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“I was at [the Powerhouse concert] in L.A., an all-English crowd,” he recalled. “I’m not gonna lie to you, at the beginning it felt a little weird. But the good thing about American crowds is that they might not understand what you’re saying, but if you project yourself well, they’ll mess with you.”
De La Ghetto plans to continue to build on his cross-genre versatility and cross-border successes in his long-awaited album, Mi Movimiento, due out later this year on Warner Music. “My first album dropped in ‘09, and I haven’t dropped an album since then,” he said. “I just dropped mixtapes, so I’ve been working on this for years. It has that urban American flavor, but for my Latin crowd. Almost all my fans are from the States. So I did this album for the new generation, the kids that speak both languages or the Spanish kids who don’t really speak English, but mess with the English music. So it has a little bit of everything — some R&B, a little bit of dancehall, a little bit of reggaeton, hip-hop, trap — it’s a little bit of everything.”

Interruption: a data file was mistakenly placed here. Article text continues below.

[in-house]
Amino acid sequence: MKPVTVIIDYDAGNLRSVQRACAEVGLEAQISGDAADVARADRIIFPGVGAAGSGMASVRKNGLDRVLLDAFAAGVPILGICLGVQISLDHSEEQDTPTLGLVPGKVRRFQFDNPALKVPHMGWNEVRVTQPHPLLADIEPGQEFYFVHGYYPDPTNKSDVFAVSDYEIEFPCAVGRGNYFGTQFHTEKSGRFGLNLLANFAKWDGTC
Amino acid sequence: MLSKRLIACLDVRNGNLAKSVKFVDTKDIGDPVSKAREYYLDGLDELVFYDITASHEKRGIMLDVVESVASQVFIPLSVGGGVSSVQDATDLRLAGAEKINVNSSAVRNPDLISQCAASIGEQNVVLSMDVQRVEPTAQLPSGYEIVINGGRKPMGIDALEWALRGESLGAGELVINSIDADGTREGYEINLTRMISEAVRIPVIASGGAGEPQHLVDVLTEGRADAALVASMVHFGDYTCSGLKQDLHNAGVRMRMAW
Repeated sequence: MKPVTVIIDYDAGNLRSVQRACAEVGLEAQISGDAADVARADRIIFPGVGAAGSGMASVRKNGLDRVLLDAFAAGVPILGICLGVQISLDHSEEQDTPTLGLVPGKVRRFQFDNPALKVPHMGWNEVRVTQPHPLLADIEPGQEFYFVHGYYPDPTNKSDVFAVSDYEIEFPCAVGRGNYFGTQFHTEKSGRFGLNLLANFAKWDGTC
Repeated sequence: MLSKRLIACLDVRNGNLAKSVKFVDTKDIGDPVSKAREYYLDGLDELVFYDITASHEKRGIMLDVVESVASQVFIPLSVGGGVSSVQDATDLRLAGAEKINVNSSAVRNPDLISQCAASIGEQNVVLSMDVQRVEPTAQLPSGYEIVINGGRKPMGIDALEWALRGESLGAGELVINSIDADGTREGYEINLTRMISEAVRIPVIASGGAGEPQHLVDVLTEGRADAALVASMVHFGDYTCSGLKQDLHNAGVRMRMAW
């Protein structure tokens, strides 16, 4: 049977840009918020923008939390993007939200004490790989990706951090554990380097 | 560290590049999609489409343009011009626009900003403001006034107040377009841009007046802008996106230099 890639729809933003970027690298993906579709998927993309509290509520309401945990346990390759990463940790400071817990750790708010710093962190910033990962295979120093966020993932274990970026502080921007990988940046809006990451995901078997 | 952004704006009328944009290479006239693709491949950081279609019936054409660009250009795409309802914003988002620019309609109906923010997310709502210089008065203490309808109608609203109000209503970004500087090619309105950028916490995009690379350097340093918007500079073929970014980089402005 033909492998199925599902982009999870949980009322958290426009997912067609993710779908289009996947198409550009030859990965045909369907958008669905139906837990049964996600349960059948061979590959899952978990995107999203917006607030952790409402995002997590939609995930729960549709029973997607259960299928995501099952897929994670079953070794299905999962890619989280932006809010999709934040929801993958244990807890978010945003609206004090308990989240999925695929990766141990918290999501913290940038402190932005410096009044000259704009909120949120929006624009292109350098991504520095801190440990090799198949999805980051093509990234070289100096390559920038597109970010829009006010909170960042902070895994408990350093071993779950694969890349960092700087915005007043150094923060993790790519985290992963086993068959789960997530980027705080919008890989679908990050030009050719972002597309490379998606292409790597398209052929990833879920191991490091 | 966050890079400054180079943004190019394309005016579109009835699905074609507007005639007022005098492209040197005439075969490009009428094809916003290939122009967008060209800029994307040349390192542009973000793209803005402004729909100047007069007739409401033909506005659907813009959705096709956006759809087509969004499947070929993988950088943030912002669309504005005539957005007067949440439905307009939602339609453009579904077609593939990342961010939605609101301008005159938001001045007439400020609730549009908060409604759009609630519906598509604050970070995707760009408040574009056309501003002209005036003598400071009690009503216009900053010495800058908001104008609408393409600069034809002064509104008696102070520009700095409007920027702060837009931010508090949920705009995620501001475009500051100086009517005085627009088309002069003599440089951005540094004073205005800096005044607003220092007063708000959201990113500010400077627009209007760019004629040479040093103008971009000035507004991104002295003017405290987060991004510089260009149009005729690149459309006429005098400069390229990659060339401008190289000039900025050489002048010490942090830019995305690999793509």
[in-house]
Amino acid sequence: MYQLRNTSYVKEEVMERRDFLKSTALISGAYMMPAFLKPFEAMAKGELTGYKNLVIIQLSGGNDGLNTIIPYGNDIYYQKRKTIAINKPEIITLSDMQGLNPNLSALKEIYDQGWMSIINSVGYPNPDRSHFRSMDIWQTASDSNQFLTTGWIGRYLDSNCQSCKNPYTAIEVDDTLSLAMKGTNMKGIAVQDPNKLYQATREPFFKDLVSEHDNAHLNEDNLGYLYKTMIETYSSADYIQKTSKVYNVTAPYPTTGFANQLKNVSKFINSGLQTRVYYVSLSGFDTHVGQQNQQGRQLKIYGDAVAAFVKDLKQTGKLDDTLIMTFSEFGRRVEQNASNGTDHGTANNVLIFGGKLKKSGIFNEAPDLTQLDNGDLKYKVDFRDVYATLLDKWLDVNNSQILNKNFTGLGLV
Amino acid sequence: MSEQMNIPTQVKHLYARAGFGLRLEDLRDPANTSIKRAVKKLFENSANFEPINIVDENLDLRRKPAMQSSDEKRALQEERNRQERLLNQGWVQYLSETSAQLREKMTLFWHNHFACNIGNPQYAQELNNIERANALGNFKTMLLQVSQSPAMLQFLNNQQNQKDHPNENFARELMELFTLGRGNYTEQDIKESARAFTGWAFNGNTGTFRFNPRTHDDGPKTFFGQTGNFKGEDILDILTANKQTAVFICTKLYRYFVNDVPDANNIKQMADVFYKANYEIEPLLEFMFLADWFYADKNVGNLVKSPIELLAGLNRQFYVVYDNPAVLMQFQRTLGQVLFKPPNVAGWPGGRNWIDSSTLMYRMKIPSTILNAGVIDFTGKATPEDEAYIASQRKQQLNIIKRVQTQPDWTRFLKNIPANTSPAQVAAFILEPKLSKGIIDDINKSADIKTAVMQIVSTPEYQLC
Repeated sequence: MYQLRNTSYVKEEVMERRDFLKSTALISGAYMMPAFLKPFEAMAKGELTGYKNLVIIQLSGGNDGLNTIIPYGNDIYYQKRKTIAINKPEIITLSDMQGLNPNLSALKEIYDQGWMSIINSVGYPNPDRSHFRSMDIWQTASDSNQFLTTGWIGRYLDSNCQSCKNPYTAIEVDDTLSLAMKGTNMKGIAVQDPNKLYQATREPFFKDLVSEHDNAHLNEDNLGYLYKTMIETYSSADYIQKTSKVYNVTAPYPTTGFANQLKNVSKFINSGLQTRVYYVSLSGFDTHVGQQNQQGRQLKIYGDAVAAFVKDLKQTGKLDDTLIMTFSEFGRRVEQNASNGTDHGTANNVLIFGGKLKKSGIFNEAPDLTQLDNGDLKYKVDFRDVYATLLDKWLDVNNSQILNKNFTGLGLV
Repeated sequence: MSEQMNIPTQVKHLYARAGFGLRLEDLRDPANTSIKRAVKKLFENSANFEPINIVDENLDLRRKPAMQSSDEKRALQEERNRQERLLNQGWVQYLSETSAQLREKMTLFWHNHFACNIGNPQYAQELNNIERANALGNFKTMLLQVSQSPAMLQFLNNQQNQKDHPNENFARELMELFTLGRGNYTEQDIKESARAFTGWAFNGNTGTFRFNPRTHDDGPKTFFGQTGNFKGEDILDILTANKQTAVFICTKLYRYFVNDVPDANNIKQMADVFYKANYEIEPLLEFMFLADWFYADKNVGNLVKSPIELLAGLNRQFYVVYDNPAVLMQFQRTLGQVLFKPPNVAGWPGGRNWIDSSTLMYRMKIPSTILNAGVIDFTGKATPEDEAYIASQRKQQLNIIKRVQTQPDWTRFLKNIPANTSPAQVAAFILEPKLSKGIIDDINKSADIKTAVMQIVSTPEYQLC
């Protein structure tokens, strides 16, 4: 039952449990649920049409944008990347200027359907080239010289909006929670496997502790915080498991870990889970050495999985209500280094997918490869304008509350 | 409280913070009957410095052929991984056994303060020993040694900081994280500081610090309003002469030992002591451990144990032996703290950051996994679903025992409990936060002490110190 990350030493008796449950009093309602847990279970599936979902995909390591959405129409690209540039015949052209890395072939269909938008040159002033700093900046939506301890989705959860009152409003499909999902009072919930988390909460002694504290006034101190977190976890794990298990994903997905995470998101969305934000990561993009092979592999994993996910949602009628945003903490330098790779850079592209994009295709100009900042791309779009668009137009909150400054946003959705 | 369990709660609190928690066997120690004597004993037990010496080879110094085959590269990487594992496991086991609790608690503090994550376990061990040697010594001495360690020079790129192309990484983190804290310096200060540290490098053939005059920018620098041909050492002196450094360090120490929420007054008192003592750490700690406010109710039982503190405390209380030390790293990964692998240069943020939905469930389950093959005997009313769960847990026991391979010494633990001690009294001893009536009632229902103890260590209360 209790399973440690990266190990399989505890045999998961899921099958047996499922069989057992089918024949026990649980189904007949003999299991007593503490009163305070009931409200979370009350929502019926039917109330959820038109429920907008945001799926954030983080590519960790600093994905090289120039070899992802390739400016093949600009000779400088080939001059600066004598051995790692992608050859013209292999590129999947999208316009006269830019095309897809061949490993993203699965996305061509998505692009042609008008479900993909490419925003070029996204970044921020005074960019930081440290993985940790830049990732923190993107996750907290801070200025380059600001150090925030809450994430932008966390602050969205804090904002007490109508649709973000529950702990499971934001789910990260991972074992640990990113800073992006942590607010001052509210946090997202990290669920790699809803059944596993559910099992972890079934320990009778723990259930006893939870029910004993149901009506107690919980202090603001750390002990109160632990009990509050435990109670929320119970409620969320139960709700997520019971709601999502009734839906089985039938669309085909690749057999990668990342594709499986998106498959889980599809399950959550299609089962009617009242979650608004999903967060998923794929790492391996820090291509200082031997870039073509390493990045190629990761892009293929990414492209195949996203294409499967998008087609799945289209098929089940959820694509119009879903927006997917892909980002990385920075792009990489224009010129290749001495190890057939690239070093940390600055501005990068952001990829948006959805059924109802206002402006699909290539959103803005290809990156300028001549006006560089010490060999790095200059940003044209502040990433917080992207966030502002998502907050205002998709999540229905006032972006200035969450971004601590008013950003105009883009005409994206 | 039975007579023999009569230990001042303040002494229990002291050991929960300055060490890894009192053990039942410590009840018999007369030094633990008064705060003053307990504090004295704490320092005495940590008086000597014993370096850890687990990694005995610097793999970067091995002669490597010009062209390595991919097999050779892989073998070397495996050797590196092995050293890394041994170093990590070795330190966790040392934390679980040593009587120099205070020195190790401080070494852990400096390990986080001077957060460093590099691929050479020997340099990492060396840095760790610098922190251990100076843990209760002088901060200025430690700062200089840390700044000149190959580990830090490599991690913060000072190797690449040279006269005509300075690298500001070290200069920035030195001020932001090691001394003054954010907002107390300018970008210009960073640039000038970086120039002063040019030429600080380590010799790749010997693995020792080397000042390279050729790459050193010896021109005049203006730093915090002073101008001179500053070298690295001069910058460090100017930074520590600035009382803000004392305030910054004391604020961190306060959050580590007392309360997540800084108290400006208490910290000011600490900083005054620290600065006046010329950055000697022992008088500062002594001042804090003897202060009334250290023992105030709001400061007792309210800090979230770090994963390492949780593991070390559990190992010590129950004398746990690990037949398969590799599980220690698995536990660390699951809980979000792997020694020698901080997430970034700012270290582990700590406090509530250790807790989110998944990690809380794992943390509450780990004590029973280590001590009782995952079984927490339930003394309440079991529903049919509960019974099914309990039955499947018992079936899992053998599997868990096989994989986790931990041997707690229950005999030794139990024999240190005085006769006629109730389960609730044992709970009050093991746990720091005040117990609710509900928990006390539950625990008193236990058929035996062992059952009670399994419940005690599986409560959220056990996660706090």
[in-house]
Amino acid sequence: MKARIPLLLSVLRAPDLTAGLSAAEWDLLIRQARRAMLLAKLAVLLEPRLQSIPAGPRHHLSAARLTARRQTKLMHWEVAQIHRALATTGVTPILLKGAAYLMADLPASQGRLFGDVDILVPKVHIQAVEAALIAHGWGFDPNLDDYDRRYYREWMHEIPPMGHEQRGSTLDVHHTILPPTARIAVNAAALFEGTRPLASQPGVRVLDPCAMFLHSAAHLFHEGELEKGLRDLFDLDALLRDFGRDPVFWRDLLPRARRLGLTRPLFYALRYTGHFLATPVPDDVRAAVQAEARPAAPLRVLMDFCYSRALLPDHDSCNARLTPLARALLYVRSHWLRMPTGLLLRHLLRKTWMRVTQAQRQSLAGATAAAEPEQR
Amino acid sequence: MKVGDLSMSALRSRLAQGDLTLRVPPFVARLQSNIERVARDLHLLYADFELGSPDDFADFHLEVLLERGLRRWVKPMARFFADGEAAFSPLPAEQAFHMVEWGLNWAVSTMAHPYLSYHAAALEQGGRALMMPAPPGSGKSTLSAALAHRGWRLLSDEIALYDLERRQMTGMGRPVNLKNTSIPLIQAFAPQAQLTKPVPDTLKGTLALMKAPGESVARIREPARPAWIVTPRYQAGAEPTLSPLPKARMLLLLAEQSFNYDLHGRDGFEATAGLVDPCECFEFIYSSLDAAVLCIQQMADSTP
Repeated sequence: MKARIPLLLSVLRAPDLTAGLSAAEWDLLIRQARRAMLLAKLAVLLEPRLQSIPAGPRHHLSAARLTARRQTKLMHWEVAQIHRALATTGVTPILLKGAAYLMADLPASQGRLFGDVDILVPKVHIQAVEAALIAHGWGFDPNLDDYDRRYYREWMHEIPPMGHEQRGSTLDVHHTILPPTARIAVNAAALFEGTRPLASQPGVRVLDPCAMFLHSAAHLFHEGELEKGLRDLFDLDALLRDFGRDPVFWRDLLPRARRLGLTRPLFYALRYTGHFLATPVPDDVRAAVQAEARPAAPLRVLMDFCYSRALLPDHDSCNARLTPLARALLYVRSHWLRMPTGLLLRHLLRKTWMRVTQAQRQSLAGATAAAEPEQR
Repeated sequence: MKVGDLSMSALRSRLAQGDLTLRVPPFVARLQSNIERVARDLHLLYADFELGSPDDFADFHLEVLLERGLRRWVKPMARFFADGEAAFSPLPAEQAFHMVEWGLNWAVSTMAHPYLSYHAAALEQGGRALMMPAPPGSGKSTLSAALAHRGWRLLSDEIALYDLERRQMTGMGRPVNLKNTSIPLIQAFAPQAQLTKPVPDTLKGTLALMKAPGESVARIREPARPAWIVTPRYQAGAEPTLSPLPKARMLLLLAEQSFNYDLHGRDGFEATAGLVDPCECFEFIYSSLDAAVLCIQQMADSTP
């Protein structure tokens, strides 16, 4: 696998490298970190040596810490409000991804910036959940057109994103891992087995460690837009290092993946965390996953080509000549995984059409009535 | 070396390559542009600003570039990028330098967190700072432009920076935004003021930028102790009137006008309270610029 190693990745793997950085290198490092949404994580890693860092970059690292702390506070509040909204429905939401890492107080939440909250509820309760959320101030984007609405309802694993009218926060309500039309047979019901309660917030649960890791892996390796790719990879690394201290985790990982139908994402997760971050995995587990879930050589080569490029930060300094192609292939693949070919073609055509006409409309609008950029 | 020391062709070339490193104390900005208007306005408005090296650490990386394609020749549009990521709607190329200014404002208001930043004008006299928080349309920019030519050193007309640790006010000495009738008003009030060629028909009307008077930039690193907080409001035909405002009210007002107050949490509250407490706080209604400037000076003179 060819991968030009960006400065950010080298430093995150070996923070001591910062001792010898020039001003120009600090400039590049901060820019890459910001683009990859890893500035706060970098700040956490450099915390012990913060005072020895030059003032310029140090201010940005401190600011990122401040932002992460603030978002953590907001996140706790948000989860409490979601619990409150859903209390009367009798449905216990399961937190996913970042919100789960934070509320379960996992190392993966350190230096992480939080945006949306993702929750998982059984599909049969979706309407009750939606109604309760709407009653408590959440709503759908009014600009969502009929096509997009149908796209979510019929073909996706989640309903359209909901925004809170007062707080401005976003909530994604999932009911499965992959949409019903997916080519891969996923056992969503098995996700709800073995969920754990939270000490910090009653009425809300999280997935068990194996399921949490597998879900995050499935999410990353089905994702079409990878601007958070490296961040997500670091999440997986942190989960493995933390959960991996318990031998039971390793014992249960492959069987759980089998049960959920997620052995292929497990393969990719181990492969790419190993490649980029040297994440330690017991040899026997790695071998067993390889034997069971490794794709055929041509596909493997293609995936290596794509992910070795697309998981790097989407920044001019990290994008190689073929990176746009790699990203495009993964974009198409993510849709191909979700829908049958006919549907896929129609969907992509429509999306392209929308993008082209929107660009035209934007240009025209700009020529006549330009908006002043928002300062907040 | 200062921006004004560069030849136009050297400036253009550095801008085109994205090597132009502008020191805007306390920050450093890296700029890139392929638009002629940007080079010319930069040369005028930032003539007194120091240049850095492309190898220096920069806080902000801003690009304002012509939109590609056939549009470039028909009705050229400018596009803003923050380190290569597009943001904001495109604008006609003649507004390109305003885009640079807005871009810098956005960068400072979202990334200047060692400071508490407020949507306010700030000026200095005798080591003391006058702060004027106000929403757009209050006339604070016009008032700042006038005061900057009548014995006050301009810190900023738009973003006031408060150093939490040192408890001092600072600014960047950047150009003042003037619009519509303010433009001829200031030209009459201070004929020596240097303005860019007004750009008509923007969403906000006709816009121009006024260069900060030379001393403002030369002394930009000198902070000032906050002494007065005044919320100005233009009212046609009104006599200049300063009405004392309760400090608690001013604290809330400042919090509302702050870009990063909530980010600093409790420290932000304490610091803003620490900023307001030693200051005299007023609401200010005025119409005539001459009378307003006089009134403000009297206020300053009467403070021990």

In all, it would seem that De La Ghetto’s natural ability to morph linguistically and musically, coupled with a keen understanding of changing tastes of music lovers throughout the world, will continue to serve his movimiento well, no matter how much the times a-change.
Manny Faces is an award-winning journalist, lecturer, podcaster and DJ. He is the founder of the online hip-hop publication Birthplace Magazine and a non-profit, The Center for Hip-Hop Advocacy, which works to increase public understanding of hip-hop culture. Manny also produces and hosts “News Beat,” a groundbreaking social justice podcast that blends hard-hitting journalism with music.